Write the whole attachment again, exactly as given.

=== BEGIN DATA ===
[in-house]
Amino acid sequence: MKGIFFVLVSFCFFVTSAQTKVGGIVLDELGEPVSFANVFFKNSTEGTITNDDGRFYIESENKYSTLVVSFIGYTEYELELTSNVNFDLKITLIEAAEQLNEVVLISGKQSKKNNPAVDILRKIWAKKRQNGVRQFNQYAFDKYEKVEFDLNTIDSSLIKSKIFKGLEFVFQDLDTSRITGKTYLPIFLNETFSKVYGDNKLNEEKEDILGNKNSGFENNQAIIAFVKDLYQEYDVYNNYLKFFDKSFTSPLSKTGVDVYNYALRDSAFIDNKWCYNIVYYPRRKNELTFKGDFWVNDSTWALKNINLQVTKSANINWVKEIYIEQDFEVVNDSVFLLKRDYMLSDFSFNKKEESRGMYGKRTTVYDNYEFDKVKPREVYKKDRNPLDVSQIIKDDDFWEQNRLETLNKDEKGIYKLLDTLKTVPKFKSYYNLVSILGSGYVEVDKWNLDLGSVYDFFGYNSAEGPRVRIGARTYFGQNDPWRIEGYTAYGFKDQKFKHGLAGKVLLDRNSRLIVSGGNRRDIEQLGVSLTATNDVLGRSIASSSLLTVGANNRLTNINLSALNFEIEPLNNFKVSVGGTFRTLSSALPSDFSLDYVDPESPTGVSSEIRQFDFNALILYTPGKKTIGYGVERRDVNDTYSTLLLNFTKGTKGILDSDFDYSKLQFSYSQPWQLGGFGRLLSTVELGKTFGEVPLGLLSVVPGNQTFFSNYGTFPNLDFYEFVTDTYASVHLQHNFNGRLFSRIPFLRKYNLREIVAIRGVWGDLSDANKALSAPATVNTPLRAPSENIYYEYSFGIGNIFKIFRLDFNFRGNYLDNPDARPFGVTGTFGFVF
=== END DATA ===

[in-house]
Amino acid sequence: MKGIFFVLVSFCFFVTSAQTKVGGIVLDELGEPVSFANVFFKNSTEGTITNDDGRFYIESENKYSTLVVSFIGYTEYELELTSNVNFDLKITLIEAAEQLNEVVLISGKQSKKNNPAVDILRKIWAKKRQNGVRQFNQYAFDKYEKVEFDLNTIDSSLIKSKIFKGLEFVFQDLDTSRITGKTYLPIFLNETFSKVYGDNKLNEEKEDILGNKNSGFENNQAIIAFVKDLYQEYDVYNNYLKFFDKSFTSPLSKTGVDVYNYALRDSAFIDNKWCYNIVYYPRRKNELTFKGDFWVNDSTWALKNINLQVTKSANINWVKEIYIEQDFEVVNDSVFLLKRDYMLSDFSFNKKEESRGMYGKRTTVYDNYEFDKVKPREVYKKDRNPLDVSQIIKDDDFWEQNRLETLNKDEKGIYKLLDTLKTVPKFKSYYNLVSILGSGYVEVDKWNLDLGSVYDFFGYNSAEGPRVRIGARTYFGQNDPWRIEGYTAYGFKDQKFKHGLAGKVLLDRNSRLIVSGGNRRDIEQLGVSLTATNDVLGRSIASSSLLTVGANNRLTNINLSALNFEIEPLNNFKVSVGGTFRTLSSALPSDFSLDYVDPESPTGVSSEIRQFDFNALILYTPGKKTIGYGVERRDVNDTYSTLLLNFTKGTKGILDSDFDYSKLQFSYSQPWQLGGFGRLLSTVELGKTFGEVPLGLLSVVPGNQTFFSNYGTFPNLDFYEFVTDTYASVHLQHNFNGRLFSRIPFLRKYNLREIVAIRGVWGDLSDANKALSAPATVNTPLRAPSENIYYEYSFGIGNIFKIFRLDFNFRGNYLDNPDARPFGVTGTFGFVF